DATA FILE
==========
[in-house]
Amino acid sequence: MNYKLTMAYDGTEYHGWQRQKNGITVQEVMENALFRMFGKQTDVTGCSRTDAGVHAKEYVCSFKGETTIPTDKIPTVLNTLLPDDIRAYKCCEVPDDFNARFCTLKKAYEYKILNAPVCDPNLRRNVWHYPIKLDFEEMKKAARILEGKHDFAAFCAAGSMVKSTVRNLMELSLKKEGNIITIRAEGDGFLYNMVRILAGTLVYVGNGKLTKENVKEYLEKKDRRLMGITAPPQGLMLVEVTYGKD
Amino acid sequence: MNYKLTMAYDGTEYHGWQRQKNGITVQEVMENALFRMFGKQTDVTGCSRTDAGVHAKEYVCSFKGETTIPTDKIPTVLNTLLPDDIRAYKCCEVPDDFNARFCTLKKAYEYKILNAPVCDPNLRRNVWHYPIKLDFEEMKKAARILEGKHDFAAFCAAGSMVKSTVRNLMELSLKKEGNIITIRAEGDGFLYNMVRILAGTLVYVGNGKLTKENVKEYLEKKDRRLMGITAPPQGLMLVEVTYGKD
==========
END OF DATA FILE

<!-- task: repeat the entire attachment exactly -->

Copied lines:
[in-house]
Amino acid sequence: MNYKLTMAYDGTEYHGWQRQKNGITVQEVMENALFRMFGKQTDVTGCSRTDAGVHAKEYVCSFKGETTIPTDKIPTVLNTLLPDDIRAYKCCEVPDDFNARFCTLKKAYEYKILNAPVCDPNLRRNVWHYPIKLDFEEMKKAARILEGKHDFAAFCAAGSMVKSTVRNLMELSLKKEGNIITIRAEGDGFLYNMVRILAGTLVYVGNGKLTKENVKEYLEKKDRRLMGITAPPQGLMLVEVTYGKD
Amino acid sequence: MNYKLTMAYDGTEYHGWQRQKNGITVQEVMENALFRMFGKQTDVTGCSRTDAGVHAKEYVCSFKGETTIPTDKIPTVLNTLLPDDIRAYKCCEVPDDFNARFCTLKKAYEYKILNAPVCDPNLRRNVWHYPIKLDFEEMKKAARILEGKHDFAAFCAAGSMVKSTVRNLMELSLKKEGNIITIRAEGDGFLYNMVRILAGTLVYVGNGKLTKENVKEYLEKKDRRLMGITAPPQGLMLVEVTYGKD